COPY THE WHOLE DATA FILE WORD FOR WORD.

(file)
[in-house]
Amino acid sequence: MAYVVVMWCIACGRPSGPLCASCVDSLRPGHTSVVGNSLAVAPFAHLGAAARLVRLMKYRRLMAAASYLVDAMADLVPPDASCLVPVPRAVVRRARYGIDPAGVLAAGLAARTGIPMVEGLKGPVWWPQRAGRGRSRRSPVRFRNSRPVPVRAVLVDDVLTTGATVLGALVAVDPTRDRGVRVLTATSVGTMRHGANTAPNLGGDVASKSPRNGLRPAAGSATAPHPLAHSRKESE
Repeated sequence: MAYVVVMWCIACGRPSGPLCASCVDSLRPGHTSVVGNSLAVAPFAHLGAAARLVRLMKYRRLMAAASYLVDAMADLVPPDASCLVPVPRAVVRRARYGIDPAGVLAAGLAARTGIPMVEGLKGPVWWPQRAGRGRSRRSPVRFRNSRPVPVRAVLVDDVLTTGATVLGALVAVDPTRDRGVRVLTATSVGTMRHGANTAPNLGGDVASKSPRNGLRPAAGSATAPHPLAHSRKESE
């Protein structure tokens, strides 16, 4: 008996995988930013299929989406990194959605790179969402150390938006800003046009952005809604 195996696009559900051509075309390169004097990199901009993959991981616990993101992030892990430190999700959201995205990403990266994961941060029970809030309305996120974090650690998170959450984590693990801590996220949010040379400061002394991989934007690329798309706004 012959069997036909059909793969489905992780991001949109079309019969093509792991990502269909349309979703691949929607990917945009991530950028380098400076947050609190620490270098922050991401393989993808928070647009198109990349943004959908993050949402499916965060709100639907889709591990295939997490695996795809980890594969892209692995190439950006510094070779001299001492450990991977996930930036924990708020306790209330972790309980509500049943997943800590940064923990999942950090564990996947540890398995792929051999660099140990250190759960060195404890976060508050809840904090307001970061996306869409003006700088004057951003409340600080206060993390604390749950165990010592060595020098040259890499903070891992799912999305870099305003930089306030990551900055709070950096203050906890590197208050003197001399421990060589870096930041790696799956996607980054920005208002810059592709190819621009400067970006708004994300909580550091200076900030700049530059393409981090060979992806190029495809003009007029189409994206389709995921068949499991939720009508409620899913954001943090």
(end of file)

[in-house]
Amino acid sequence: MAYVVVMWCIACGRPSGPLCASCVDSLRPGHTSVVGNSLAVAPFAHLGAAARLVRLMKYRRLMAAASYLVDAMADLVPPDASCLVPVPRAVVRRARYGIDPAGVLAAGLAARTGIPMVEGLKGPVWWPQRAGRGRSRRSPVRFRNSRPVPVRAVLVDDVLTTGATVLGALVAVDPTRDRGVRVLTATSVGTMRHGANTAPNLGGDVASKSPRNGLRPAAGSATAPHPLAHSRKESE
Repeated sequence: MAYVVVMWCIACGRPSGPLCASCVDSLRPGHTSVVGNSLAVAPFAHLGAAARLVRLMKYRRLMAAASYLVDAMADLVPPDASCLVPVPRAVVRRARYGIDPAGVLAAGLAARTGIPMVEGLKGPVWWPQRAGRGRSRRSPVRFRNSRPVPVRAVLVDDVLTTGATVLGALVAVDPTRDRGVRVLTATSVGTMRHGANTAPNLGGDVASKSPRNGLRPAAGSATAPHPLAHSRKESE
């Protein structure tokens, strides 16, 4: 008996995988930013299929989406990194959605790179969402150390938006800003046009952005809604 195996696009559900051509075309390169004097990199901009993959991981616990993101992030892990430190999700959201995205990403990266994961941060029970809030309305996120974090650690998170959450984590693990801590996220949010040379400061002394991989934007690329798309706004 012959069997036909059909793969489905992780991001949109079309019969093509792991990502269909349309979703691949929607990917945009991530950028380098400076947050609190620490270098922050991401393989993808928070647009198109990349943004959908993050949402499916965060709100639907889709591990295939997490695996795809980890594969892209692995190439950006510094070779001299001492450990991977996930930036924990708020306790209330972790309980509500049943997943800590940064923990999942950090564990996947540890398995792929051999660099140990250190759960060195404890976060508050809840904090307001970061996306869409003006700088004057951003409340600080206060993390604390749950165990010592060595020098040259890499903070891992799912999305870099305003930089306030990551900055709070950096203050906890590197208050003197001399421990060589870096930041790696799956996607980054920005208002810059592709190819621009400067970006708004994300909580550091200076900030700049530059393409981090060979992806190029495809003009007029189409994206389709995921068949499991939720009508409620899913954001943090």